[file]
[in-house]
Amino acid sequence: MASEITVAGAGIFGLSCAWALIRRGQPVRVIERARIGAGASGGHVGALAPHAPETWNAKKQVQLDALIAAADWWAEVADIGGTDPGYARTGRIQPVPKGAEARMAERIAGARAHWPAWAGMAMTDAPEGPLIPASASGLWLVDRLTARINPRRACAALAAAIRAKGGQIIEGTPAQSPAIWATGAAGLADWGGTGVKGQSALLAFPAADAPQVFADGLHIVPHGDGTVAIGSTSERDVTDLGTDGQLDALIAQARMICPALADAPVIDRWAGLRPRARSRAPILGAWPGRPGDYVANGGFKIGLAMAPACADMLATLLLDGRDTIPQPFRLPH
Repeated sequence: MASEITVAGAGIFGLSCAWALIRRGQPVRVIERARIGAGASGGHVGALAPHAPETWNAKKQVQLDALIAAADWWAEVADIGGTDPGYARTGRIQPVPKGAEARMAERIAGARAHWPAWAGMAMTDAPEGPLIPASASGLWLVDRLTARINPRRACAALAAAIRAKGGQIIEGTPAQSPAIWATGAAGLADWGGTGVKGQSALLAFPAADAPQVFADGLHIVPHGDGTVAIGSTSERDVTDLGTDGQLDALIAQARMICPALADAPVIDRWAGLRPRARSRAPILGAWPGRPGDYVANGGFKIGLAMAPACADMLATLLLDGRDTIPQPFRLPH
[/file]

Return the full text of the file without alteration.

[in-house]
Amino acid sequence: MASEITVAGAGIFGLSCAWALIRRGQPVRVIERARIGAGASGGHVGALAPHAPETWNAKKQVQLDALIAAADWWAEVADIGGTDPGYARTGRIQPVPKGAEARMAERIAGARAHWPAWAGMAMTDAPEGPLIPASASGLWLVDRLTARINPRRACAALAAAIRAKGGQIIEGTPAQSPAIWATGAAGLADWGGTGVKGQSALLAFPAADAPQVFADGLHIVPHGDGTVAIGSTSERDVTDLGTDGQLDALIAQARMICPALADAPVIDRWAGLRPRARSRAPILGAWPGRPGDYVANGGFKIGLAMAPACADMLATLLLDGRDTIPQPFRLPH
Repeated sequence: MASEITVAGAGIFGLSCAWALIRRGQPVRVIERARIGAGASGGHVGALAPHAPETWNAKKQVQLDALIAAADWWAEVADIGGTDPGYARTGRIQPVPKGAEARMAERIAGARAHWPAWAGMAMTDAPEGPLIPASASGLWLVDRLTARINPRRACAALAAAIRAKGGQIIEGTPAQSPAIWATGAAGLADWGGTGVKGQSALLAFPAADAPQVFADGLHIVPHGDGTVAIGSTSERDVTDLGTDGQLDALIAQARMICPALADAPVIDRWAGLRPRARSRAPILGAWPGRPGDYVANGGFKIGLAMAPACADMLATLLLDGRDTIPQPFRLPH